• Free Range vs. Chicken Feed
  • Additives: Grits and Oyster Shells
  • Treats and Gardening for Chickens

Section 4: Maturity and Adulthood

  • Raising Calm, Friendly Chickens
  • First-Time Egg Laying
  • Collecting Eggs
  • Broody Hens
  • Pros and Cons of Owning a Rooster

Section 5: Diseases and Pest Management

  • Common Chicken Diseases and Causes
  • First Aid Procedures for Chickens
  • Salmonella: Why You Should Be Concerned
    About It
  • Culling Hens
  • Preventative Measures for Diseases
  • Common Pests
  • Pest Prevention

Section 6: Common Care Procedures

  • Caring for Chickens Throughout the Year
  • Needs of Adult Chickens
  • Lighting and Seasonality Behaviors
  • A Laying Hen’s Timeline of Egg Production
  • Why Do They Do That? Common Chicken

Section 7: Breeding and Husbandry

  • The Birds, Minus the Bees: Breeding Chickens
    At Home
  • Maintaining a Breeding Flock
  • Rooster Care
  • Best Breeds for Backyard Flocks
  • How to Breed for Eggcellent Egg Color

Section 8: Best Practices for Maintaining a Flock

  • Free Range Chickens vs. Cooped Chickens
  • Basic Needs for a Flock
  • Keeping Chickens Happy
  • Signs of Stress in Chickens
  • Health Maintenance Recommendations

Section 9: Egg and Meat Production

  • Egg Development: A Hen’s Perspective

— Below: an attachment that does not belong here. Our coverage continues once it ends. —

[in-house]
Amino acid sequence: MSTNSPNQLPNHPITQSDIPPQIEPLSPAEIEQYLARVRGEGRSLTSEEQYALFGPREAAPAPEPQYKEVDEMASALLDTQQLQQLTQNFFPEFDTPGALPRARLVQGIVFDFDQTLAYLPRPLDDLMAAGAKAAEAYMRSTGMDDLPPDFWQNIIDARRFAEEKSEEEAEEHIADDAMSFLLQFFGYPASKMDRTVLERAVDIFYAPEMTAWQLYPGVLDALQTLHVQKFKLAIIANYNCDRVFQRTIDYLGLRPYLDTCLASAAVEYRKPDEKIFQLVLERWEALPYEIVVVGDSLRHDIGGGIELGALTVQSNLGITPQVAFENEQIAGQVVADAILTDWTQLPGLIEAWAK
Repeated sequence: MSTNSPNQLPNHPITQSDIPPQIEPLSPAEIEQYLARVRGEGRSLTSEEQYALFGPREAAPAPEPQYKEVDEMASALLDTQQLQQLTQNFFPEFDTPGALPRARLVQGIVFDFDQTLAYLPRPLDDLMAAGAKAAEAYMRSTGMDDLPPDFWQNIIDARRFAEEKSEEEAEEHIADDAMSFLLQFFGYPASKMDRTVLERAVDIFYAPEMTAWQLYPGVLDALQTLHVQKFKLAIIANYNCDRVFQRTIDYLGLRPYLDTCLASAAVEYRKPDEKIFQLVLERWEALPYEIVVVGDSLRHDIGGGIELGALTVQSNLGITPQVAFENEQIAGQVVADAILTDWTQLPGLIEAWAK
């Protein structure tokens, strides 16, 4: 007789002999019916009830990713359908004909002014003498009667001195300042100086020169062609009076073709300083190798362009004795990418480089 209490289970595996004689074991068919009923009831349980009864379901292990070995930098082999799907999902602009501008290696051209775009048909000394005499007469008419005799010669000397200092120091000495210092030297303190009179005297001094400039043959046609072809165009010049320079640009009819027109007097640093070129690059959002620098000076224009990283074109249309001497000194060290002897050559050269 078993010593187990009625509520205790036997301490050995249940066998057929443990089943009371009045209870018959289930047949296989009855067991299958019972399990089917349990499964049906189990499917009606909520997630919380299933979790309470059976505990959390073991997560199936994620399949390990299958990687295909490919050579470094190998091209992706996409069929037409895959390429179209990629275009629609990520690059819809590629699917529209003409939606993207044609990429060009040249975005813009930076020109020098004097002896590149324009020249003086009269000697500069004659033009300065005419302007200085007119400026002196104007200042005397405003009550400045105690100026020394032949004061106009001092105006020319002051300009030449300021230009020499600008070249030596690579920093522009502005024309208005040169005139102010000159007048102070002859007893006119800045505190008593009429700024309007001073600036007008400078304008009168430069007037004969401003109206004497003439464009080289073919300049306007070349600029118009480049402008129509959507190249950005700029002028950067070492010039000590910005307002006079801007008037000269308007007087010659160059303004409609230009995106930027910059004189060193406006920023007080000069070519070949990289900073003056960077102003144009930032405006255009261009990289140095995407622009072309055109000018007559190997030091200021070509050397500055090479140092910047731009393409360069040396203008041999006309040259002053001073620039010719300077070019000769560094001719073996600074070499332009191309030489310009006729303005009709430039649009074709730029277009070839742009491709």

• Feeding Organic Pros and Cons
  • How to Prepare a Chicken for Consumption
  • After Productivity Ends: Care of Elderly Hens
  • The Rainbow Bridge: Humane Euthanasia

Section 10: Housing and Enrichment

  • Housing Needs of a Flock
  • General Building Considerations
  • Warm Season Enrichment Activities
  • Cool Season Enrichment Activities
  • DIY Chicken Toys
  • Chicken Breed Cheat Sheet



First, let me state the obvious: chickens lay eggs
with or without a rooster present. Therefore, the
necessity of the rooster in the cyclical argument is
deemed invalid. Now, travel with me back in time to
your most recent health-education class and if you can,
try to remember what your teacher (should have) said:
female ovulation cycles happen regardless if a male is,
or is not, present.

So, we can all breathe a sigh of relief. No, unless the
hens in a coop are exposed to a rooster, the eggs will
not have an embryo inside them. Whew. Isn’t that a

Now, to answer the age-old question: Which came
first, the chicken, or the egg?
This question has been in human debates for
centuries, dating back to B.C. times. Aristotle even
avoided the argument himself by simply stating that
both the egg and the chicken had to have existed in
order for the growth of these birds into what we know
today as the modern chicken.

Other arguments include Stephen Hawking, arguably
one of the most famous astrophysicists of our time,
concluding that the egg came before the chicken. The
Bible, conversely, states “And God blessed them,
saying, be fruitful, and multiply, and fill the water in
the seas, and let fowl multiply the earth.”

Religiously, that would put the chickens first, right?
Argument over? Unfortunately, no.
230 million years ago, the would-be chickens of